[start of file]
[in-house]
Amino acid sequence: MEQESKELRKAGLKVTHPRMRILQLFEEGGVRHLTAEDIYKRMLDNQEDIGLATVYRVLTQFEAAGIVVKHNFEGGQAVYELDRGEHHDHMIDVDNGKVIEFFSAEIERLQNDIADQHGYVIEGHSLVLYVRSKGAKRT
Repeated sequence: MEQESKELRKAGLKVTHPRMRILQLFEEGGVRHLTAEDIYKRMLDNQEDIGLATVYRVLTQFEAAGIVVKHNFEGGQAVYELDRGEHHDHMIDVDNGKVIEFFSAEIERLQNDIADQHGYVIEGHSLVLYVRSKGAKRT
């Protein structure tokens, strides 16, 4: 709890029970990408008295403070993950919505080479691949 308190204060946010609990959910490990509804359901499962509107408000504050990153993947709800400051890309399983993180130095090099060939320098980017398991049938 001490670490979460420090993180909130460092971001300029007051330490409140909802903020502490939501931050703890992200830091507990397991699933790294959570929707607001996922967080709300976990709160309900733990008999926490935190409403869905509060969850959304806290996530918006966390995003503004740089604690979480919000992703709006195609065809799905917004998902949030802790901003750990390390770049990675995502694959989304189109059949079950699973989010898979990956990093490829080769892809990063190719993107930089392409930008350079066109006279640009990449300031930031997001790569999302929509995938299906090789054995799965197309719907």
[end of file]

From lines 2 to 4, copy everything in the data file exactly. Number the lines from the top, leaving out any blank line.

Amino acid sequence: MEQESKELRKAGLKVTHPRMRILQLFEEGGVRHLTAEDIYKRMLDNQEDIGLATVYRVLTQFEAAGIVVKHNFEGGQAVYELDRGEHHDHMIDVDNGKVIEFFSAEIERLQNDIADQHGYVIEGHSLVLYVRSKGAKRT
Repeated sequence: MEQESKELRKAGLKVTHPRMRILQLFEEGGVRHLTAEDIYKRMLDNQEDIGLATVYRVLTQFEAAGIVVKHNFEGGQAVYELDRGEHHDHMIDVDNGKVIEFFSAEIERLQNDIADQHGYVIEGHSLVLYVRSKGAKRT
């Protein structure tokens, strides 16, 4: 709890029970990408008295403070993950919505080479691949 308190204060946010609990959910490990509804359901499962509107408000504050990153993947709800400051890309399983993180130095090099060939320098980017398991049938 001490670490979460420090993180909130460092971001300029007051330490409140909802903020502490939501931050703890992200830091507990397991699933790294959570929707607001996922967080709300976990709160309900733990008999926490935190409403869905509060969850959304806290996530918006966390995003503004740089604690979480919000992703709006195609065809799905917004998902949030802790901003750990390390770049990675995502694959989304189109059949079950699973989010898979990956990093490829080769892809990063190719993107930089392409930008350079066109006279640009990449300031930031997001790569999302929509995938299906090789054995799965197309719907």